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Aldermen mull smoking ban for restaurants

Brookhaven smokers may have snuffed their last butts in localrestaurants if one alderman has his way.

Ward Five Alderman D.W. Maxwell asked the board of aldermenagain Tuesday night to push for a smoking ban at least in therestaurants.

“I’d like for us to do a resolution that we’re going to moveforward on this,” he told the board.

Like last time Maxwell brought up the smoking ban, Ward SixAlderman Buddy Allen was not present at the meeting.

Allen, who has missed some meetings due to illness, has taken astrong pro-smoking stance during previous discussions. He has saidhe thinks it is unconstitutional to legislate the way people treattheir own bodies.

The board had previously approved a voluntary resolutionrequesting local businesses to ask their customers not tosmoke.

In addition, during the last meeting when a smoking ban wasdiscussed again, the idea of smoking rooms with differentventilation systems was brought up. For example, The Grid IronGrill on Union Street Extension has such a room with separateventilation for smokers.

On a suggestion from Mayor Bob Massengill, the board set up awork session to discuss the possibilities of such a ban inrestaurants and public buildings. The board agreed on a March 6lunch meeting to go over the details and discuss the pluses andminuses.

City Attorney Joe Fernald said from his research, the no-smokingordinances he’s found that have been successful are ones thatbanned smoking in restaurants.

Government buildings are already smoke-free.

In other board proceedings, Massengill passed out volunteerinterest forms for the Bethel Park Project to the board,encouraging them to fill them out.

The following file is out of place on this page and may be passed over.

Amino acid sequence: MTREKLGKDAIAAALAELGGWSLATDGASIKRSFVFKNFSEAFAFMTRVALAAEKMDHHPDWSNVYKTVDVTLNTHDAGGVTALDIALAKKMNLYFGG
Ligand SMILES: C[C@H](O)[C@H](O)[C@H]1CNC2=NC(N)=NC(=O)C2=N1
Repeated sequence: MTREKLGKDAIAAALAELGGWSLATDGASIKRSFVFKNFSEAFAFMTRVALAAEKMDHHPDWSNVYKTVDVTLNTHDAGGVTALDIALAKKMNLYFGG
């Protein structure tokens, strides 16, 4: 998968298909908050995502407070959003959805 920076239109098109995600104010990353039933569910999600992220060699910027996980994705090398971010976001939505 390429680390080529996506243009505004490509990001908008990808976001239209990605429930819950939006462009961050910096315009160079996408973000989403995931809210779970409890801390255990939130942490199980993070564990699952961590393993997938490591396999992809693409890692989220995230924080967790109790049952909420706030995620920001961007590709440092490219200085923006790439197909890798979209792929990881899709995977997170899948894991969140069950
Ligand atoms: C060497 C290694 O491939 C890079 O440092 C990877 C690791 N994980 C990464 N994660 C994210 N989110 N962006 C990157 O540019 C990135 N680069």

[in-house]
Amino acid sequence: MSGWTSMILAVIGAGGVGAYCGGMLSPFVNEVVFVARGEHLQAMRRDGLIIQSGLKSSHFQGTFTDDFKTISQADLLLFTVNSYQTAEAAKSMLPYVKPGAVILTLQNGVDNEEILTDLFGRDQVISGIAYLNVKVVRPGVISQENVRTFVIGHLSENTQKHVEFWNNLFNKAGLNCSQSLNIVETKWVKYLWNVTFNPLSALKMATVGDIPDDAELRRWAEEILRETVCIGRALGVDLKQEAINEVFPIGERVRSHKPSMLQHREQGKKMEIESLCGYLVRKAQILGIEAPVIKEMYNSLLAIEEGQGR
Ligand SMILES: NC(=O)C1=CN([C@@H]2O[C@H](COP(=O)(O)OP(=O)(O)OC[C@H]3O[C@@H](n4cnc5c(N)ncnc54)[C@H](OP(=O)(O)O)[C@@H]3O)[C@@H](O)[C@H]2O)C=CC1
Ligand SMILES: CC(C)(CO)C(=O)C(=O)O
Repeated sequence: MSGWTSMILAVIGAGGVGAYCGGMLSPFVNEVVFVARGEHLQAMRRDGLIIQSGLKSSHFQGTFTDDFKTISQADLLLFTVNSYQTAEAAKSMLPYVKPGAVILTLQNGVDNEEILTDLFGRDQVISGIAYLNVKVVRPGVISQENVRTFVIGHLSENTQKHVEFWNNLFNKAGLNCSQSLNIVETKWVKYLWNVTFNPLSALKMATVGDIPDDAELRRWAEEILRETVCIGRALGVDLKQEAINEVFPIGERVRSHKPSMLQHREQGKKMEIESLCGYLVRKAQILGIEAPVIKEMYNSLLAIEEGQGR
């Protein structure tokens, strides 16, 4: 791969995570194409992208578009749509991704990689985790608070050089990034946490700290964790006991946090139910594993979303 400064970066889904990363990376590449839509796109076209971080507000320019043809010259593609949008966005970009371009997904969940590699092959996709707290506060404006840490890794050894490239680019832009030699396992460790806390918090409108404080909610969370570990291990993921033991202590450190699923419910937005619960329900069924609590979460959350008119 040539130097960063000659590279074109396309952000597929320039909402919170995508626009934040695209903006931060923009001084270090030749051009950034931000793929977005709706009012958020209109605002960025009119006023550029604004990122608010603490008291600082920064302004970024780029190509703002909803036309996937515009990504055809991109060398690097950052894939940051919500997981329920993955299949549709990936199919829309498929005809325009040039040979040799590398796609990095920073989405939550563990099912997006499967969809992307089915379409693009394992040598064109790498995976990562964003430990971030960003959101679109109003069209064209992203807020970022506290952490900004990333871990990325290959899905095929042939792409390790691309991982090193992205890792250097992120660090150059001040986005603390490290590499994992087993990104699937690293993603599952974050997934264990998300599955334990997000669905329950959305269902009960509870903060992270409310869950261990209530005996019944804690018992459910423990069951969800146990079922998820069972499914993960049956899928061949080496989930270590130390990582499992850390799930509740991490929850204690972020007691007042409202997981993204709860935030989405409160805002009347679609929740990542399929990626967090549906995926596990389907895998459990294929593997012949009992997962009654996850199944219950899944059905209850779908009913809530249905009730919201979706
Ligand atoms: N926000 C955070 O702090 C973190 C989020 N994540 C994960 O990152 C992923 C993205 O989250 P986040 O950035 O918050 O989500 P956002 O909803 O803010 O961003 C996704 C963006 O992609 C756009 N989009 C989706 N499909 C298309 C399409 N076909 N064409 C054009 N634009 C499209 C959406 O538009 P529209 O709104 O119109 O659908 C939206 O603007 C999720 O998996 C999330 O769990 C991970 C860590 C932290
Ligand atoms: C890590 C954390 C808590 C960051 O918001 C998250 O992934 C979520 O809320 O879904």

“They have said in no uncertain terms that if we do not have thevolunteers they won’t even come down for the meeting and we won’tget the grant,” he told the board.

The project is geared toward building a playground on land thecity purchased from Bethel Church.

The church sold the land on the agreement that it would be puttoward a playground for the neighborhood. Recreation departmentofficials have located a grant that would build a $100,000 park if$30,000 worth of volunteer labor is donated by the city.

Also, Brookhaven resident Shannon Bowden spoke to the boardabout the possibility of starting a youth council to teach youngpeople about government.

“It would teach them how government works and teach them theirviews are important,” she said. “Also, it would keep the mayor andboard of aldermen aware of issues that affect kids today.”

Bowden said she thought the group could meet once a month andhave a leader to represent them at the aldermen meetings.

Massengill said he thought it was a good idea to give youngpeople a chance to learn more about government, citing times scouttroops and other youth organizations had attended meetings.

“But I would think in 30 minutes of a meeting it’s hard tounderstand what government is all about,” he said. “You sure canlearn a lot about the process in a year.”

Aldermen agreed Bowden’s plan was worth looking into andencouraged her to look into a program offered by the MississippiMunicipal League that serves a similar purpose. They agreed thatwith some tweaking, there was potential in the idea and they woulddiscuss it again at a future meeting.

“I just want to get them involved in the government and givethem something to do,” Bowden said.